Halfheartedly picking the lesser of two evils will do little to truly change our nation’s course. Americans deserve a better choice than that, and there are better options out there. Although it’s too late to realistically elect those options this year, if we want them to improve in the future we must communicate that desire now. If we value the ability to make meaningful democratic choices tomorrow, we must reject the false choices presented to us today. If we want real change, we must make our leaders confront new ideas instead of dodging them. If we want our voices to be heard on important issues, we must start voting for whoever truly engages with those issues. If we want our politicians to be responsive to our concerns, we must make them compete for our business by demonstrating a willingness to take our business elsewhere. In other words, we must start voting for third party candidates.




    In 2012 the Election Dissenters are organized!

    See: and this link:

  2. I disagree with that strategy. As I wrote in the article:

    "Many Americans are so discouraged and frustrated by the lack of progress that they’ve become indifferent to political affairs entirely. Although this withdrawal is tempting, it is also the worst possible reaction if we are to make a difference, because if you don’t vote, politicians ignore your opinion entirely. Those who care govern those who don’t. If you send the signal that you don’t care, then politicians won’t care about what you think, and they won’t court your support when shaping future party platforms. Too many people have been so apathetic about their lack of choice in politics for so long that they are simply ignored by the major parties."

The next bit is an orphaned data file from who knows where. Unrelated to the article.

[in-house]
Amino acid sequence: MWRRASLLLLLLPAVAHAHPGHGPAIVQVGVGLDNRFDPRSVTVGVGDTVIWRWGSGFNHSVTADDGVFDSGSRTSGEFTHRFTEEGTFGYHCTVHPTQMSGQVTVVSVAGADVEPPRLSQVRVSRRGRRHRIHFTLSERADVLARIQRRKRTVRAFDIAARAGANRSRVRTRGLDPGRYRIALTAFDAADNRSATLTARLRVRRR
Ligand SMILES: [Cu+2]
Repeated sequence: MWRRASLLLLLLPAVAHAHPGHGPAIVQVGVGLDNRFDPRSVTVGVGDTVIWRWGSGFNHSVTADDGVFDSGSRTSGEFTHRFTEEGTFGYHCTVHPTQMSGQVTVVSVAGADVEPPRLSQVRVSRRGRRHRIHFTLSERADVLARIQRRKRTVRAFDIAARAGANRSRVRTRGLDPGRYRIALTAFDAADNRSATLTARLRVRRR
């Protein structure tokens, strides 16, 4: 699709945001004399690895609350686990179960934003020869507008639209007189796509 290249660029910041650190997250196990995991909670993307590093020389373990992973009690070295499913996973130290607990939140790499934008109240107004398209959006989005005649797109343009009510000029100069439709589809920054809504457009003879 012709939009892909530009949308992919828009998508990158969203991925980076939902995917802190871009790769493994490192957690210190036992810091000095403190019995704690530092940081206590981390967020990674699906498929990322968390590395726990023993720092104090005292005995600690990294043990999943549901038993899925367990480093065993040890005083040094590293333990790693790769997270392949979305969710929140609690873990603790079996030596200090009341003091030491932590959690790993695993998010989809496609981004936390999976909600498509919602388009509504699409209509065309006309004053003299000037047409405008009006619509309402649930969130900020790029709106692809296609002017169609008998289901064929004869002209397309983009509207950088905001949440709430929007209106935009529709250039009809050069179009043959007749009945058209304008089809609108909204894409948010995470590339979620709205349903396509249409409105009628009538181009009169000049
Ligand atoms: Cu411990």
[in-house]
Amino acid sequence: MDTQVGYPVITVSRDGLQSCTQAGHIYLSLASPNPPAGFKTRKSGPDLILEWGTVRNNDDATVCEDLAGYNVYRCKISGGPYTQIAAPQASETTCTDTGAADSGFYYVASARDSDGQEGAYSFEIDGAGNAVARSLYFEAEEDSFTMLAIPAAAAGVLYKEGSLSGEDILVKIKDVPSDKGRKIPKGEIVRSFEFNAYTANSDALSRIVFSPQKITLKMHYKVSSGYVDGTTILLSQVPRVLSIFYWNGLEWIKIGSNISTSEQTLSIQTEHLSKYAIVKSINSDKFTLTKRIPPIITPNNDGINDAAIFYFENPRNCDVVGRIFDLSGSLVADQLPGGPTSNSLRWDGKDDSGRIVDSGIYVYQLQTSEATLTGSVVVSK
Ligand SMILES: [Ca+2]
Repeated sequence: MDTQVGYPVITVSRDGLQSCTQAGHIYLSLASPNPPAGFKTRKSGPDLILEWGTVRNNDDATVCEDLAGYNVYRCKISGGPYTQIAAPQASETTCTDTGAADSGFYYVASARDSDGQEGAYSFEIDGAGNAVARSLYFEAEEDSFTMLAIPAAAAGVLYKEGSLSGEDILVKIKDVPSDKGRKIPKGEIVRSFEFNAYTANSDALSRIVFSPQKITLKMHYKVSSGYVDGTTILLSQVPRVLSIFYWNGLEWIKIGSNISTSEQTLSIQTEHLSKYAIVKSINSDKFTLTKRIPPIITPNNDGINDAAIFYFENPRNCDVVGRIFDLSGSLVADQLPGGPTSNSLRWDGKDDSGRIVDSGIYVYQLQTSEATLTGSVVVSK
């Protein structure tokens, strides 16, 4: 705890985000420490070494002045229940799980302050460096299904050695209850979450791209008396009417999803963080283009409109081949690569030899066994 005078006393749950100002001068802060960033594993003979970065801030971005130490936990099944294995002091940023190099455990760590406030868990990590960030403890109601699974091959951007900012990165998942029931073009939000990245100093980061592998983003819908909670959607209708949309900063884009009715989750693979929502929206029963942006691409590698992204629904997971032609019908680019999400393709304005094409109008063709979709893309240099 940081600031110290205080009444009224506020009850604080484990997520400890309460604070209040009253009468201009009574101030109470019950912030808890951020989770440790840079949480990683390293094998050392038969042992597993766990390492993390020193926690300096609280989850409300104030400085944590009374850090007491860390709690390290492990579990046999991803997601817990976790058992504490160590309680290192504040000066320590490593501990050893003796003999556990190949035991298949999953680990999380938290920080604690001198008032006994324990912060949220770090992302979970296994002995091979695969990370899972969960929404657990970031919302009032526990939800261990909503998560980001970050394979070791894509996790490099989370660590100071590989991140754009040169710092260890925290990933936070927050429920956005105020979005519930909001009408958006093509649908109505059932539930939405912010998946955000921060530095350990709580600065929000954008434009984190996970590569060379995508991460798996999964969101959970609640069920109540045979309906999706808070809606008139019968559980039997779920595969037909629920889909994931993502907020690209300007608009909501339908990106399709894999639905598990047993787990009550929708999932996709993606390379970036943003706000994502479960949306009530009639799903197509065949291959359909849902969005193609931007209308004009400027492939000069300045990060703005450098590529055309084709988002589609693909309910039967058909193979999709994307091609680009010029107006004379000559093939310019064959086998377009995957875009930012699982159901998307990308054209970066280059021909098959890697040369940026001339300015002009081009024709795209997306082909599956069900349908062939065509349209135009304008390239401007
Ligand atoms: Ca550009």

3. Interesting article. I would have voted for Gary Johnson, but I didn't appreciate his fiscal conservationism. Although, I loved his social policies. I think it is worth adding that it is very scary how powerful the executive branch has become. No longer are they merely a face of a specific party or a smooth talking face for the nation when we go into foreign relation; they are now capable of writing up specifics of laws to push through the legislative branch. Now, executive orders have grown to the ability to avoid declaring war even when invading countries and even avoid informing the American people.

    On the other hand, the legislative branch is now holding committee meetings discussing the Benghazi crisis behind closed doors. Why are they not open to the public to see? It is a shame because like you said, many people have actually removed themselves from the democratic process only to ignore politics altogether or become frustrated with what their politicians are doing.

  4. What is "fiscal conservationism"? Do you mean fiscal conservatism? If so, I'm sure we could have plenty of debates on that because I'm certainly conservative in the sense that I want government spending far less money than it does now.

    And I totally agree that the growth of the executive is one of the biggest problems we face in shrinking government overall. It's scary what one man can do.

  5. Yes, I meant conservatism. The government could definitely spend less and adjust their policies accordingly. I just don't want to see social safety nets be done away with.

    1. I don't either, I just don't see why those nets have to be funded by the government. Privatizing social security could work just fine, and privatizing medicare and medicaid would go a long way towards lowering healthcare costs. Those two programs alone make up 60% of federal expenditures. Private charity can take those tasks. The government, by contrast, is proving it can't be trusted with the responsibility. It's not fair to our generation saddled with the cost of paying the last generation's retirement when it simply won't be there for us. Furthermore, it's not fair that anyone be forced to contribute against their will; taxation is theft, and can only be justified when that theft is the lesser of two evils.

      That said, Gary Johnson couldn't have privatized these programs on his own, and we're a long way from the day libertarians get a majority in Congress. I think you're safe from some of the more extreme libertarian views, and even from your perspective, I feel like changing it up a bit would do more good than bad.